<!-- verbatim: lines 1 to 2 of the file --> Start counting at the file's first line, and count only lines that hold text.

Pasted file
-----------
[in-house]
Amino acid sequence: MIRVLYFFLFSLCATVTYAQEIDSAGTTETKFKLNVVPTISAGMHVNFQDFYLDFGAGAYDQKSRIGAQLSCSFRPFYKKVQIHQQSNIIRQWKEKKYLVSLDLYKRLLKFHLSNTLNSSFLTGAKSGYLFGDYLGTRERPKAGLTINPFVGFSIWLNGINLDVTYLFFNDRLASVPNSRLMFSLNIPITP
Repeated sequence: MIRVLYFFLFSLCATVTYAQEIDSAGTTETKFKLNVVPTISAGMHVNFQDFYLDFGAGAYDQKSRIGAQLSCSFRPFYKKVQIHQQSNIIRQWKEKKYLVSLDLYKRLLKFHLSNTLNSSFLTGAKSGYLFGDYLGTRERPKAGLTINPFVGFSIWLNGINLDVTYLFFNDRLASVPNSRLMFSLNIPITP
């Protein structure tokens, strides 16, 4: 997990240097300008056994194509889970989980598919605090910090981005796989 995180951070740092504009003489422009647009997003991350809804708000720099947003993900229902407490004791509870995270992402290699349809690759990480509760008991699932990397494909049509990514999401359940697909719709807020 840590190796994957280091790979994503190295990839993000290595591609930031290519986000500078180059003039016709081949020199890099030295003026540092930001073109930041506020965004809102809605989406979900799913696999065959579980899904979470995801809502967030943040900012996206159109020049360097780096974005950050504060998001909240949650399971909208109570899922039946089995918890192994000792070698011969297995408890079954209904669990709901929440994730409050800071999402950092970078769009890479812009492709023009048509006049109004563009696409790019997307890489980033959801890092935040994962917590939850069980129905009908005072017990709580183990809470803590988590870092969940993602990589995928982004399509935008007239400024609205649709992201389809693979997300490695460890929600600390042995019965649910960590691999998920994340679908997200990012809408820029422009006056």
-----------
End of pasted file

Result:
[in-house]
Amino acid sequence: MIRVLYFFLFSLCATVTYAQEIDSAGTTETKFKLNVVPTISAGMHVNFQDFYLDFGAGAYDQKSRIGAQLSCSFRPFYKKVQIHQQSNIIRQWKEKKYLVSLDLYKRLLKFHLSNTLNSSFLTGAKSGYLFGDYLGTRERPKAGLTINPFVGFSIWLNGINLDVTYLFFNDRLASVPNSRLMFSLNIPITP